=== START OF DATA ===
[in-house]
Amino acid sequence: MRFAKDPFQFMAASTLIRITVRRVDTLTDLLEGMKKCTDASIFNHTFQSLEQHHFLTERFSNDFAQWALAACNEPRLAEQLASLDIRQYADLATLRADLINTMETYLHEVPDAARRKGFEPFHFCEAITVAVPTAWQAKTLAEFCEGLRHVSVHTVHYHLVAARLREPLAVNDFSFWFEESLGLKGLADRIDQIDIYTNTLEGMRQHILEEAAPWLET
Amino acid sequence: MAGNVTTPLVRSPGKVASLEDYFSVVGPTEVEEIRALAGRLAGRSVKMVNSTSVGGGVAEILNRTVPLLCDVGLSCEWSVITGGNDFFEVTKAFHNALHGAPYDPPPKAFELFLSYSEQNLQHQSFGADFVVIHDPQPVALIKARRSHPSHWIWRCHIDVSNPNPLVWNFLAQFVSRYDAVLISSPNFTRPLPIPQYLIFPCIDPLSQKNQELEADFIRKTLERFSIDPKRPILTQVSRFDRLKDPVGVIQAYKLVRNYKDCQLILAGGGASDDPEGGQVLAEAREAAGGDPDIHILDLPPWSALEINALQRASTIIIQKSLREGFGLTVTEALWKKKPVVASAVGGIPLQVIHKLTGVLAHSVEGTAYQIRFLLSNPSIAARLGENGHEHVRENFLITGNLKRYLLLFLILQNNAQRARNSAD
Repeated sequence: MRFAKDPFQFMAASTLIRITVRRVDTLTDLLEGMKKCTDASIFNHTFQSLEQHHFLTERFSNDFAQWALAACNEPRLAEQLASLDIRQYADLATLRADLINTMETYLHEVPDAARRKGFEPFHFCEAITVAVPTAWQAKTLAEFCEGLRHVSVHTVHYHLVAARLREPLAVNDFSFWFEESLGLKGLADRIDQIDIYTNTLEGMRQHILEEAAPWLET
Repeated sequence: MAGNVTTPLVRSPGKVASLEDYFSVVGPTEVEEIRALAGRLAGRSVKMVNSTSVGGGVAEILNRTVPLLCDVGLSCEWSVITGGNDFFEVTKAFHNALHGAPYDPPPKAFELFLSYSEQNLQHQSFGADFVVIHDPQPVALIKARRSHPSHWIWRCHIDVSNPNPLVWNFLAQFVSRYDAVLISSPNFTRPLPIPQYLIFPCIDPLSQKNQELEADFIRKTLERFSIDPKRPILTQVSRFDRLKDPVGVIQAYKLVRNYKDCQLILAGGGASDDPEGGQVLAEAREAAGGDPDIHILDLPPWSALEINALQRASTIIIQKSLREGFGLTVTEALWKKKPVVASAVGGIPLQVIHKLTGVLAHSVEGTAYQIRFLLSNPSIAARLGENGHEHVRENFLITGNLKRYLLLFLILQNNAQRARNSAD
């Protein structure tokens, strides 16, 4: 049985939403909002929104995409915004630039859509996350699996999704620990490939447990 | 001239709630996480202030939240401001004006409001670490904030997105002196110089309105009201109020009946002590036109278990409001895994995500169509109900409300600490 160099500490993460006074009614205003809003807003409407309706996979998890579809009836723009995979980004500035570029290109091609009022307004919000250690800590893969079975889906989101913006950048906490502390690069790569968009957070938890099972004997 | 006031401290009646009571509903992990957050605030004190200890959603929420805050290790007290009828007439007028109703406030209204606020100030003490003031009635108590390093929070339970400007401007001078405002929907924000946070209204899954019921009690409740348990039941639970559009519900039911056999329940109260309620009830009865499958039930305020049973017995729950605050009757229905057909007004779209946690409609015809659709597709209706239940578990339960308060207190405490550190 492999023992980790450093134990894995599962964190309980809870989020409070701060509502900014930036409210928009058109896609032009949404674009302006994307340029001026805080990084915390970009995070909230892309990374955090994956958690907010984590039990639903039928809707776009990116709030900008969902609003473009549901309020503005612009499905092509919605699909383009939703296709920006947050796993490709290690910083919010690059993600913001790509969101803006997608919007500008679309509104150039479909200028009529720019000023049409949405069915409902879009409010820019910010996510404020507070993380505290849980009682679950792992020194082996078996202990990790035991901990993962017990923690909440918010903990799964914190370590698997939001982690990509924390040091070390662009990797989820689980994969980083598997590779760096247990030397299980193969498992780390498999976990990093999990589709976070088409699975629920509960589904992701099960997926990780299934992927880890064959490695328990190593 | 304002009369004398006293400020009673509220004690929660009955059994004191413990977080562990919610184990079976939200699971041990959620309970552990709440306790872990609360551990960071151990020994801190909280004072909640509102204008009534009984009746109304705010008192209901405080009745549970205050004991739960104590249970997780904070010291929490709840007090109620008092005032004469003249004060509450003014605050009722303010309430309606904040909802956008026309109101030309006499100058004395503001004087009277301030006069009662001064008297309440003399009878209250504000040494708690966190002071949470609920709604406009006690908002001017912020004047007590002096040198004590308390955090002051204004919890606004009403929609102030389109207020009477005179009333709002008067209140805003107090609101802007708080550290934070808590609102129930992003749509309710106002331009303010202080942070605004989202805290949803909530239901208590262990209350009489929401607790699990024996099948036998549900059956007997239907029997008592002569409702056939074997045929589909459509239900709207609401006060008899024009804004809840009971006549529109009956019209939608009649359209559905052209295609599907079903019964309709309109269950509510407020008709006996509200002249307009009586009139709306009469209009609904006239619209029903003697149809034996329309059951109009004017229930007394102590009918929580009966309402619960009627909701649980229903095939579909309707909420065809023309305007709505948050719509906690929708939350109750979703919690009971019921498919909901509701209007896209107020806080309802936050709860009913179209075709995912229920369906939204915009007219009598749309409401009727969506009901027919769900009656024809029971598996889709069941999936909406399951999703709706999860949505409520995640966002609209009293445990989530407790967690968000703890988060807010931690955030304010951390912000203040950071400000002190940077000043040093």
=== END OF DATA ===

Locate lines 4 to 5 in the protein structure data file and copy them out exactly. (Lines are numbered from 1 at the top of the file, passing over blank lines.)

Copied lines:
Repeated sequence: MRFAKDPFQFMAASTLIRITVRRVDTLTDLLEGMKKCTDASIFNHTFQSLEQHHFLTERFSNDFAQWALAACNEPRLAEQLASLDIRQYADLATLRADLINTMETYLHEVPDAARRKGFEPFHFCEAITVAVPTAWQAKTLAEFCEGLRHVSVHTVHYHLVAARLREPLAVNDFSFWFEESLGLKGLADRIDQIDIYTNTLEGMRQHILEEAAPWLET
Repeated sequence: MAGNVTTPLVRSPGKVASLEDYFSVVGPTEVEEIRALAGRLAGRSVKMVNSTSVGGGVAEILNRTVPLLCDVGLSCEWSVITGGNDFFEVTKAFHNALHGAPYDPPPKAFELFLSYSEQNLQHQSFGADFVVIHDPQPVALIKARRSHPSHWIWRCHIDVSNPNPLVWNFLAQFVSRYDAVLISSPNFTRPLPIPQYLIFPCIDPLSQKNQELEADFIRKTLERFSIDPKRPILTQVSRFDRLKDPVGVIQAYKLVRNYKDCQLILAGGGASDDPEGGQVLAEAREAAGGDPDIHILDLPPWSALEINALQRASTIIIQKSLREGFGLTVTEALWKKKPVVASAVGGIPLQVIHKLTGVLAHSVEGTAYQIRFLLSNPSIAARLGENGHEHVRENFLITGNLKRYLLLFLILQNNAQRARNSAD